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    FLYING THE FAMILY FLAG: Alex Alchin will have a starter at Menangle today.

    WORKING with family isn’t always the perfect formula for success. And if you asked Alex Alchin how it was going this week, well, he... Home Alone
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    ALLWOOD STUD 2020

    WORKING with family isn’t always the perfect formula for success.

    And if you asked Alex Alchin how it was going this week, well, he might hesitate to say it was ‘perfect’.

    “My two brothers, Ricki and Jarrod are both campaigning in Queensland at the moment – enjoying the sunshine,” he grinned.

    “I’m left here in the cold, doing the hard yakka, helping look after the horses that they didn’t take with them.

    “I’d have loved to have taken a couple up there as well but didn’t really have anything worth taking, at this stage.”

    Alex is also working his own team and operating a thriving horse dentistry practice as well.

    But the youngest of the three Alchin boys does love a challenge.

    And he’ll have one at Menangle today with a talented square-gaiter named Sobomba, who will fly the stable flag when he tackles Race 2 at Menangle, the Dine Now at Menangle Country Club Trotters Mobile.

    The Menangle trainer only has half a dozen horses in work and two of those are square-gaiters, which always keeps him looking for ways to improve their education.

    Alchin won a major race with the talented Victorian trotter Andyou a few weeks ago and that horse has now returned south to his owners, who also dabble in training.

    Sobomba has shown glimpses of his talent and Alex had no hesitation calling on champion reinsman Todd McCarthy to take the reins on Sobomba, listed as a $4 early favourite for this afternoon’s 2300m mobile.

    “When he does everything right, he can be handy,” said Alex.

    “He does have a few little tricks. He went OK the other day when he galloped, regathered himself and went on to finish third.

    “If he can lead today, he should be somewhere thereabouts.”

    Alchin says the equine dentistry has been keeping him pretty busy.

    “I can make more money out of the dentistry,” he said.

    “I do have a couple of nice stable clients but own the rest of them myself.

    “I only have the two trotters at the moment and have a couple more in the paddock.

    “Sobomba is here to try and pick up the NSW bonus.

    “I did try to buy Andyou, but the owners were keen to hang onto her.

    “Artzen has gone for a spell as there wasn’t much on for her at the moment.”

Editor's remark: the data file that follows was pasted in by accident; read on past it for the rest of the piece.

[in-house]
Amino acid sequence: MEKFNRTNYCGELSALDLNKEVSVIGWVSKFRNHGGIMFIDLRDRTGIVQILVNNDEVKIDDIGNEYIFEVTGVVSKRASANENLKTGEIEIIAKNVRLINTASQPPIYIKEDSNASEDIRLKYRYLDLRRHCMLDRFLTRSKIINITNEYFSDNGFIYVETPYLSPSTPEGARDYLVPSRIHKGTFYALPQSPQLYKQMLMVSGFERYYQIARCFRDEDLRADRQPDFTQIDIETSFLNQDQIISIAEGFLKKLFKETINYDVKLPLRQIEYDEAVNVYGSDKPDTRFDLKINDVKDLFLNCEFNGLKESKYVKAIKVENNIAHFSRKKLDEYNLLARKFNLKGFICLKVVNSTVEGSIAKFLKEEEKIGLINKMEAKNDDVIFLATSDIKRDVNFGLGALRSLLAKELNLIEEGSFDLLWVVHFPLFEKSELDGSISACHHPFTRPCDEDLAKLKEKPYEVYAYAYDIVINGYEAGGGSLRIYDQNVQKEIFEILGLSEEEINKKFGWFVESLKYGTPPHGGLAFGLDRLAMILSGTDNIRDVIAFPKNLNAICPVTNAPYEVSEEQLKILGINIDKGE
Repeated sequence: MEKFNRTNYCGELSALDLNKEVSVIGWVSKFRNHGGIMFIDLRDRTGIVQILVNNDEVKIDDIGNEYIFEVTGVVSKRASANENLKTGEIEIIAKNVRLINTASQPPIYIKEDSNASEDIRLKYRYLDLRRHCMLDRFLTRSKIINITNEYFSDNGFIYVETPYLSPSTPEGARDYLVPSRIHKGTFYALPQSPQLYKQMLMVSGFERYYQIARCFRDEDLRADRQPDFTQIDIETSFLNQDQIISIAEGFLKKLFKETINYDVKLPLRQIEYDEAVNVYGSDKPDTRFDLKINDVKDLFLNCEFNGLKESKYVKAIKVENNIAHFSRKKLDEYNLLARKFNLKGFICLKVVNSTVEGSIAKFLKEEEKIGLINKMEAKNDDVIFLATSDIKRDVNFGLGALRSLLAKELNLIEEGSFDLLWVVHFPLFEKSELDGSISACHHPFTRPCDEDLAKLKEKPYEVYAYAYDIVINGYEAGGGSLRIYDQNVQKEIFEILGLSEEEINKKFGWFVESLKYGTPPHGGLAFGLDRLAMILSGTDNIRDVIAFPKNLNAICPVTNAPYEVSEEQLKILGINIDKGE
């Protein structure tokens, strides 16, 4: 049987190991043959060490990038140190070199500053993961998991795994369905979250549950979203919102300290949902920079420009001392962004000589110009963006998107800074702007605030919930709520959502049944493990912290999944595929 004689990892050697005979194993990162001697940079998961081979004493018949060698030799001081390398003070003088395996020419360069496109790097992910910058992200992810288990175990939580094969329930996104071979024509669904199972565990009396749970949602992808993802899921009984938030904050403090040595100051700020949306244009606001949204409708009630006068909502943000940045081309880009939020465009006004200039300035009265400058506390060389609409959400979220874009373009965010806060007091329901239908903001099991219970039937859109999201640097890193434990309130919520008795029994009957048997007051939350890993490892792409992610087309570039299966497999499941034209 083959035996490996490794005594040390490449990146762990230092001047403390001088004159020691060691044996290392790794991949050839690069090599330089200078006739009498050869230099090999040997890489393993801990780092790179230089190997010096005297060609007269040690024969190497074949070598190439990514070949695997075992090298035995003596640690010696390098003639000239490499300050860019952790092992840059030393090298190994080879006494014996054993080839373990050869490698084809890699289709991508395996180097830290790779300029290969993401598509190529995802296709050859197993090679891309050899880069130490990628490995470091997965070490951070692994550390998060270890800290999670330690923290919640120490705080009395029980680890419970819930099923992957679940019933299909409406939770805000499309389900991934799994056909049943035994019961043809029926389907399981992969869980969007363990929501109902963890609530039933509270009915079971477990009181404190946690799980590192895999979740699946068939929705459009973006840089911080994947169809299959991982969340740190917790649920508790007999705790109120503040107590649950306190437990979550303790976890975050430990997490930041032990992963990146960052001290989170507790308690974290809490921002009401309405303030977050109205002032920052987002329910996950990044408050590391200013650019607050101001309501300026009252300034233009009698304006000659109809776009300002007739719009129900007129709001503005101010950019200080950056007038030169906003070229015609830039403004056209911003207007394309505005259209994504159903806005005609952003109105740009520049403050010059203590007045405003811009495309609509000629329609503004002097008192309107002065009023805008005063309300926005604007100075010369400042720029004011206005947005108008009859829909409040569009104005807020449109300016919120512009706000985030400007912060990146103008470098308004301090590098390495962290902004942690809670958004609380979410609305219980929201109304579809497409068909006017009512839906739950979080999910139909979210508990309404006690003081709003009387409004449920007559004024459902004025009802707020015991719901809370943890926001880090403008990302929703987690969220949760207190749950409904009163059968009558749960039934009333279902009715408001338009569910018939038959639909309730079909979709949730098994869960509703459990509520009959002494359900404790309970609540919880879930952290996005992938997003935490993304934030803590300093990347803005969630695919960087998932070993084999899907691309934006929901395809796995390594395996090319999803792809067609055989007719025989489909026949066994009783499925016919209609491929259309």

Alchin admits the trotters can do your head in, at times.

    “But it gives a you a bit more of a thrill as some of them are hard to sort out and when you do it really gives you a sense of accomplishment,” he said.

    “Yes, they can be tricky.

    “There’s also a smaller pool of trotters, especially in NSW, which gives you more hope of success.”

    Alchin usually arrives at the stables at the ice-cool time of around 6am.

    He gets the horses worked and then heads off to different stables for the dentistry.

    “It can be a long day, but a lot of the horses are nearby, which does make it a little easier,” said Alex.

    “I usually spend a day going to places like Newcastle or Bathurst or over to Hawkesbury, where I also do some gallopers as well.

    “One day a week I often have a big day out but try and do the rest locally, most of the time.”

    Alex has his stables, about 10 boxes, just up the road from his brother Ricki just across the railway line from the Menangle track.

    Eldest brother Jarrod has 20 boxes at Menangle but is a regular visitor to Qld at this time of year to escape the Sydney winter.

    “Will Rixon is looking after the five or six Jarrod still has racing back here,” says Alex.

    “We do help each other out where we can.

    “I used to have a few stabled with Jarrod but once I got into the dentistry, I got a bit busier and that made things a big harder.

    “It can be a challenge working with family at times.

    “But really it works out well and we are always the first to help each other out if one or the others needs a hand.”

     

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    Michael Court

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